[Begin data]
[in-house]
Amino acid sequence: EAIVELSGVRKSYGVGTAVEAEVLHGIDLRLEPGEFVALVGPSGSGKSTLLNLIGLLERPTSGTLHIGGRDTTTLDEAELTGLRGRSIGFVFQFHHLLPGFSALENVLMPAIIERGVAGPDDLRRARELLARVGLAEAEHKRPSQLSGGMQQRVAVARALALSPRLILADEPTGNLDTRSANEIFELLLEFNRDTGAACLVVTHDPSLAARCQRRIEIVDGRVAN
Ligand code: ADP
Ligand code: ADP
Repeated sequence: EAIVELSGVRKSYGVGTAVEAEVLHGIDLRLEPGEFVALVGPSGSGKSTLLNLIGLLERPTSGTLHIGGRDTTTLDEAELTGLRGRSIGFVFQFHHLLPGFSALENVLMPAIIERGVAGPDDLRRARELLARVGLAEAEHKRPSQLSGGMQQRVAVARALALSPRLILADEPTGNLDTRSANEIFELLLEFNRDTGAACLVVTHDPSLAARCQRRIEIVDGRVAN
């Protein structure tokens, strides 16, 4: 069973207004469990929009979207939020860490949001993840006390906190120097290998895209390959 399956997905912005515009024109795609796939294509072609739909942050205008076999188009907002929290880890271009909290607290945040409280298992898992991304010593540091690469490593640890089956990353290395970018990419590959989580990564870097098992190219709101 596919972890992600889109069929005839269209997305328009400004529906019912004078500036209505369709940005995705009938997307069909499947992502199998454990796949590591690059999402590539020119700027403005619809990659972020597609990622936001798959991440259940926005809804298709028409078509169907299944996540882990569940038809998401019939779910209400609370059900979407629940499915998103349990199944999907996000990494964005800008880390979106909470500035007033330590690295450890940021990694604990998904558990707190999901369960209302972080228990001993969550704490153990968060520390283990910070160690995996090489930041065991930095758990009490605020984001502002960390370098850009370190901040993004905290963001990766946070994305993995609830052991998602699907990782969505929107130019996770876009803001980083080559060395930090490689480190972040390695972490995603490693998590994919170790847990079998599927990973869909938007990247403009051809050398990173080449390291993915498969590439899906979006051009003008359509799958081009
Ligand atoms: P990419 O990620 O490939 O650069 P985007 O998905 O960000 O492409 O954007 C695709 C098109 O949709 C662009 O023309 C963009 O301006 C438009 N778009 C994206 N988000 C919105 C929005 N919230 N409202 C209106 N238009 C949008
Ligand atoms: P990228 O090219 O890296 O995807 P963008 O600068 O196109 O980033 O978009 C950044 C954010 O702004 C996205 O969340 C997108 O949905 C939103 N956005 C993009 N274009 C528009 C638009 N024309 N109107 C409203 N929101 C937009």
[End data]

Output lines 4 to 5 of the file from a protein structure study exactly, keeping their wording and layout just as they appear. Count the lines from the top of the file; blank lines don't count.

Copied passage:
Ligand code: ADP
Repeated sequence: EAIVELSGVRKSYGVGTAVEAEVLHGIDLRLEPGEFVALVGPSGSGKSTLLNLIGLLERPTSGTLHIGGRDTTTLDEAELTGLRGRSIGFVFQFHHLLPGFSALENVLMPAIIERGVAGPDDLRRARELLARVGLAEAEHKRPSQLSGGMQQRVAVARALALSPRLILADEPTGNLDTRSANEIFELLLEFNRDTGAACLVVTHDPSLAARCQRRIEIVDGRVAN